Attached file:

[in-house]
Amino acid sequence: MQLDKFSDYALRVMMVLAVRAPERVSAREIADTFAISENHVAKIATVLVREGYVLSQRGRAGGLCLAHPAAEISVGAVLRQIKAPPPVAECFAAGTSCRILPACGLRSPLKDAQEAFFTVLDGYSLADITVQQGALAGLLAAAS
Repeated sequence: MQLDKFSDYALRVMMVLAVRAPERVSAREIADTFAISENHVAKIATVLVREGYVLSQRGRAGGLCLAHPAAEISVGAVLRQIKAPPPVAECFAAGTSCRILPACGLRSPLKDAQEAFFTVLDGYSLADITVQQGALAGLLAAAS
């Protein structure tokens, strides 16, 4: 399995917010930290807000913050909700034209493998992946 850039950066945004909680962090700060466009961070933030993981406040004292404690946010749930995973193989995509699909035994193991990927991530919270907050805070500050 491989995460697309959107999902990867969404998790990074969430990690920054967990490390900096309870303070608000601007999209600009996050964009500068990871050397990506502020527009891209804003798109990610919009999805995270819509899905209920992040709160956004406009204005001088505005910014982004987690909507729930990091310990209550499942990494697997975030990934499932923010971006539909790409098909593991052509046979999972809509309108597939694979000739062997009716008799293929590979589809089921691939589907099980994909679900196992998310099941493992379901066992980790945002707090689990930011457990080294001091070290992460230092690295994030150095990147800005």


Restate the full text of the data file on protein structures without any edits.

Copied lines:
[in-house]
Amino acid sequence: MQLDKFSDYALRVMMVLAVRAPERVSAREIADTFAISENHVAKIATVLVREGYVLSQRGRAGGLCLAHPAAEISVGAVLRQIKAPPPVAECFAAGTSCRILPACGLRSPLKDAQEAFFTVLDGYSLADITVQQGALAGLLAAAS
Repeated sequence: MQLDKFSDYALRVMMVLAVRAPERVSAREIADTFAISENHVAKIATVLVREGYVLSQRGRAGGLCLAHPAAEISVGAVLRQIKAPPPVAECFAAGTSCRILPACGLRSPLKDAQEAFFTVLDGYSLADITVQQGALAGLLAAAS
């Protein structure tokens, strides 16, 4: 399995917010930290807000913050909700034209493998992946 850039950066945004909680962090700060466009961070933030993981406040004292404690946010749930995973193989995509699909035994193991990927991530919270907050805070500050 491989995460697309959107999902990867969404998790990074969430990690920054967990490390900096309870303070608000601007999209600009996050964009500068990871050397990506502020527009891209804003798109990610919009999805995270819509899905209920992040709160956004406009204005001088505005910014982004987690909507729930990091310990209550499942990494697997975030990934499932923010971006539909790409098909593991052509046979999972809509309108597939694979000739062997009716008799293929590979589809089921691939589907099980994909679900196992998310099941493992379901066992980790945002707090689990930011457990080294001091070290992460230092690295994030150095990147800005």